'Bellflower': Promising drama undone by mayhem, pretension
A movie review of "Bellflower," Evan Glodell's first feature, which is at cross-purposes — a nuanced, compressed drama about 20-something slackers on one hand, and a tedious action-suspense flick with alternate-reality pretensions on the other.
Special to The Seattle Times
'Bellflower,' with Evan Glodell, Tyler Dawson, Jessie Wiseman, Vincent Grashaw. Written and directed by Glodell. 106 minutes. Rated R for language, disturbing violence, nudity, drug use. Harvard Exit.
Equally fascinating and tedious, "Bellflower" is a lost cause of a movie, torn apart by incompatible ambitions.
On one hand, this debut feature by actor-writer-director Evan Glodell is an occasionally insightful story about two boy-men drifters whose hazy, laid-back resistance to real life ends when they meet a cluster of shiftless young adults in a Los Angeles neighborhood.
On the other, "Bellflower" is a scorched-earth action film, high on an apocalyptic taste for mayhem, blood and even fractured, alternate-reality logic.
Any good film can embrace such contradictions, but in this case different agendas are competing. Glodell seems to be simultaneously auditioning to make his next film either a small, chamber drama or the next installment in "The Terminator" franchise.
In "Bellflower," the mirthful Woodrow (Glodell) and his rascal of a best friend, Aiden (Tyler Dawson), both mid-20s, talk as incessantly as 12-year-olds might about what it would be like to live in a post-apocalyptic world. They're silly guys who mess with flame throwers, explosives and a muscle car recalling the one Mel Gibson drove in "The Road Warrior."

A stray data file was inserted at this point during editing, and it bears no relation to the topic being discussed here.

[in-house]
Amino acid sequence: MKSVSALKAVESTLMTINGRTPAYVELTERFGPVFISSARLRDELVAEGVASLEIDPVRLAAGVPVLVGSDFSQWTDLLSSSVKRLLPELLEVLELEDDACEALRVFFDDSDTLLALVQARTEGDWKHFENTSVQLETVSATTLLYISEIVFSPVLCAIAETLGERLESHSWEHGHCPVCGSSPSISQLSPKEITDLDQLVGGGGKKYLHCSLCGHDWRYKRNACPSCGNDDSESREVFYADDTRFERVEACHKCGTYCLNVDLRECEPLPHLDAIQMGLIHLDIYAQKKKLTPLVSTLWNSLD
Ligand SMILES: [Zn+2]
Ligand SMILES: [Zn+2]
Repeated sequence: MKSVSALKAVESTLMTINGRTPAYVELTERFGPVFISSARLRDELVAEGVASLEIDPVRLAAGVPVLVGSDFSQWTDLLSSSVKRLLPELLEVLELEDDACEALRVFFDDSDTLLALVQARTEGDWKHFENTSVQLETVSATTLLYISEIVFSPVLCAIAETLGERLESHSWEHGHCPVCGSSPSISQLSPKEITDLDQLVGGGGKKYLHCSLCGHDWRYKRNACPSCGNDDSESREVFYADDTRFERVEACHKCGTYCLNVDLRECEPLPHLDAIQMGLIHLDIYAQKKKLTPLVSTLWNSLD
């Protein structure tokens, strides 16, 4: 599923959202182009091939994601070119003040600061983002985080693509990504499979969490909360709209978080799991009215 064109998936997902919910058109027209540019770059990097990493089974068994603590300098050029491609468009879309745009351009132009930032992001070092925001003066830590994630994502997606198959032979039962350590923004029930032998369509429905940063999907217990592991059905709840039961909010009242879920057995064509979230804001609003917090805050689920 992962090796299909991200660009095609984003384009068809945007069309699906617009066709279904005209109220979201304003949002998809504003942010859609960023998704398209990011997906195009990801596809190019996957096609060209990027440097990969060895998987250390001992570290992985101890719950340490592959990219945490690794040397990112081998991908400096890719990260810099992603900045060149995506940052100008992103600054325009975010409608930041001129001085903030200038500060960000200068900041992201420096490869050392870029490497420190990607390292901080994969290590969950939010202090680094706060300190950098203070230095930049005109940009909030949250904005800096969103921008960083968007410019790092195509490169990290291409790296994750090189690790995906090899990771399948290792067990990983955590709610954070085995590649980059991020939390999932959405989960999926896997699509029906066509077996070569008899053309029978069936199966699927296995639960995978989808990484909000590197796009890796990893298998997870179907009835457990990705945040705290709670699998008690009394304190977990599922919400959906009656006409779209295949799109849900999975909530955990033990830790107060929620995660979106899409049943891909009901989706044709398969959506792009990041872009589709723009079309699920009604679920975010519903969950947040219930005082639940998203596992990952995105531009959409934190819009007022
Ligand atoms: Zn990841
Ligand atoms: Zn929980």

Enter Milly (Jessie Wiseman), who hooks up with Woodrow, ensnaring him and Aiden in a tension-filled community of slacker friends. A crossfire of backbiting and betrayal soon follow, made worse after an accident alters Woodrow's personality.
"Bellflower" is best when Glodell insightfully explores relationships changing under pressure. Aiden and Woodrow watch one another's backs, as friends do, but at more desperate times, the caretaker streak in Aiden seems more maternal than fraternal. When their loyalty is severely tested we expect fireworks but instead get a far more touching scene in which pain is visibly swallowed.
As a storyteller, Glodell possesses a nascent sophistication, and he's a good actor. His transformation from innocent to avenger in "Bellflower" is startling, echoing that of Gibson in "Mad Max," a movie Aiden and Woodrow dwell upon.
But "Bellflower" is sabotaged by its conflicting objectives. It works well as compressed drama, with unnerving patches of shaky quiet that underscore emotional violence. When it turns anarchic, raging around with slow- motion images of a car spinning out and playing head games about what's real and what's not, it loses air.
Tom Keogh: email@example.com
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